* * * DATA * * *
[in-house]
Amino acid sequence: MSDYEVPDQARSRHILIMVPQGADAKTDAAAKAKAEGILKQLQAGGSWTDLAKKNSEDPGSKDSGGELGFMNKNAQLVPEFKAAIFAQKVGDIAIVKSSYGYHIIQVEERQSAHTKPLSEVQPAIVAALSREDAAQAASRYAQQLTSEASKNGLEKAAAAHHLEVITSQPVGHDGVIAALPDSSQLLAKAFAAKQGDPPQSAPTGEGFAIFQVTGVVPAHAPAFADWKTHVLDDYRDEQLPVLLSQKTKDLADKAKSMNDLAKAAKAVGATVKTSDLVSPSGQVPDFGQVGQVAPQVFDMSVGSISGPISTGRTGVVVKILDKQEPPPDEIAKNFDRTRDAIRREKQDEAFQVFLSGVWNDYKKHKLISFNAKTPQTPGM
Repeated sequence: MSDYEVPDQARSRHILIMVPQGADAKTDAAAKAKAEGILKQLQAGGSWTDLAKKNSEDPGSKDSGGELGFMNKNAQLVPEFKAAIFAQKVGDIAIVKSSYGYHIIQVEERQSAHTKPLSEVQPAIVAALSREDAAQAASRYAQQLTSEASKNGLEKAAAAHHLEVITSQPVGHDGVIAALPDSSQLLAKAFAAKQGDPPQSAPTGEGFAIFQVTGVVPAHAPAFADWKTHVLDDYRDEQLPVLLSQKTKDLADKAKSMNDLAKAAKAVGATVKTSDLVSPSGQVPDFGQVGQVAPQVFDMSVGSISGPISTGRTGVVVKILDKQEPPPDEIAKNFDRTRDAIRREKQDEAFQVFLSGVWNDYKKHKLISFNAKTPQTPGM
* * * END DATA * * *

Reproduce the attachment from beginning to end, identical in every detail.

[in-house]
Amino acid sequence: MSDYEVPDQARSRHILIMVPQGADAKTDAAAKAKAEGILKQLQAGGSWTDLAKKNSEDPGSKDSGGELGFMNKNAQLVPEFKAAIFAQKVGDIAIVKSSYGYHIIQVEERQSAHTKPLSEVQPAIVAALSREDAAQAASRYAQQLTSEASKNGLEKAAAAHHLEVITSQPVGHDGVIAALPDSSQLLAKAFAAKQGDPPQSAPTGEGFAIFQVTGVVPAHAPAFADWKTHVLDDYRDEQLPVLLSQKTKDLADKAKSMNDLAKAAKAVGATVKTSDLVSPSGQVPDFGQVGQVAPQVFDMSVGSISGPISTGRTGVVVKILDKQEPPPDEIAKNFDRTRDAIRREKQDEAFQVFLSGVWNDYKKHKLISFNAKTPQTPGM
Repeated sequence: MSDYEVPDQARSRHILIMVPQGADAKTDAAAKAKAEGILKQLQAGGSWTDLAKKNSEDPGSKDSGGELGFMNKNAQLVPEFKAAIFAQKVGDIAIVKSSYGYHIIQVEERQSAHTKPLSEVQPAIVAALSREDAAQAASRYAQQLTSEASKNGLEKAAAAHHLEVITSQPVGHDGVIAALPDSSQLLAKAFAAKQGDPPQSAPTGEGFAIFQVTGVVPAHAPAFADWKTHVLDDYRDEQLPVLLSQKTKDLADKAKSMNDLAKAAKAVGATVKTSDLVSPSGQVPDFGQVGQVAPQVFDMSVGSISGPISTGRTGVVVKILDKQEPPPDEIAKNFDRTRDAIRREKQDEAFQVFLSGVWNDYKKHKLISFNAKTPQTPGM